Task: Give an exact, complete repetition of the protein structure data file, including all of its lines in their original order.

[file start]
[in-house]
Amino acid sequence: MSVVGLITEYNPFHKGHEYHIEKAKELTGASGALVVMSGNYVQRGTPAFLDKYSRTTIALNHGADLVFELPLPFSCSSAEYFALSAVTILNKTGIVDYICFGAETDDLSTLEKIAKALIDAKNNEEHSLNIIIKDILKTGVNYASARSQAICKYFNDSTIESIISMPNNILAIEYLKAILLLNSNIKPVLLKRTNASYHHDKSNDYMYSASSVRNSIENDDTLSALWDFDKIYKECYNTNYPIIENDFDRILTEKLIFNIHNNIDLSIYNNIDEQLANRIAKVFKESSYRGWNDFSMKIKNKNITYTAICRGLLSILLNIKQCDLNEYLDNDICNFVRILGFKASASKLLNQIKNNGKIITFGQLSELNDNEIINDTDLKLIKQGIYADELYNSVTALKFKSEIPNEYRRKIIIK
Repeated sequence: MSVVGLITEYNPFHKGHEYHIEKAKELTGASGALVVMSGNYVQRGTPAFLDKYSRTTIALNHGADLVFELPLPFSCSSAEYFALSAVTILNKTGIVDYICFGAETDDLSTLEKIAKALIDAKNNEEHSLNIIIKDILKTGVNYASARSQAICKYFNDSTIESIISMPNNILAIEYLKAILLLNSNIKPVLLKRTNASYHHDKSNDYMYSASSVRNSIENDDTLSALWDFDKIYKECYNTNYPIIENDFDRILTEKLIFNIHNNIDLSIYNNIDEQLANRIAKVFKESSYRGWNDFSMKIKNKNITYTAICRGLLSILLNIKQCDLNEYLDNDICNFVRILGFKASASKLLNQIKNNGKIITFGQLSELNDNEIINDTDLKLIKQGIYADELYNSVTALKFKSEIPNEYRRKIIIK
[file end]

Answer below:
[in-house]
Amino acid sequence: MSVVGLITEYNPFHKGHEYHIEKAKELTGASGALVVMSGNYVQRGTPAFLDKYSRTTIALNHGADLVFELPLPFSCSSAEYFALSAVTILNKTGIVDYICFGAETDDLSTLEKIAKALIDAKNNEEHSLNIIIKDILKTGVNYASARSQAICKYFNDSTIESIISMPNNILAIEYLKAILLLNSNIKPVLLKRTNASYHHDKSNDYMYSASSVRNSIENDDTLSALWDFDKIYKECYNTNYPIIENDFDRILTEKLIFNIHNNIDLSIYNNIDEQLANRIAKVFKESSYRGWNDFSMKIKNKNITYTAICRGLLSILLNIKQCDLNEYLDNDICNFVRILGFKASASKLLNQIKNNGKIITFGQLSELNDNEIINDTDLKLIKQGIYADELYNSVTALKFKSEIPNEYRRKIIIK
Repeated sequence: MSVVGLITEYNPFHKGHEYHIEKAKELTGASGALVVMSGNYVQRGTPAFLDKYSRTTIALNHGADLVFELPLPFSCSSAEYFALSAVTILNKTGIVDYICFGAETDDLSTLEKIAKALIDAKNNEEHSLNIIIKDILKTGVNYASARSQAICKYFNDSTIESIISMPNNILAIEYLKAILLLNSNIKPVLLKRTNASYHHDKSNDYMYSASSVRNSIENDDTLSALWDFDKIYKECYNTNYPIIENDFDRILTEKLIFNIHNNIDLSIYNNIDEQLANRIAKVFKESSYRGWNDFSMKIKNKNITYTAICRGLLSILLNIKQCDLNEYLDNDICNFVRILGFKASASKLLNQIKNNGKIITFGQLSELNDNEIINDTDLKLIKQGIYADELYNSVTALKFKSEIPNEYRRKIIIK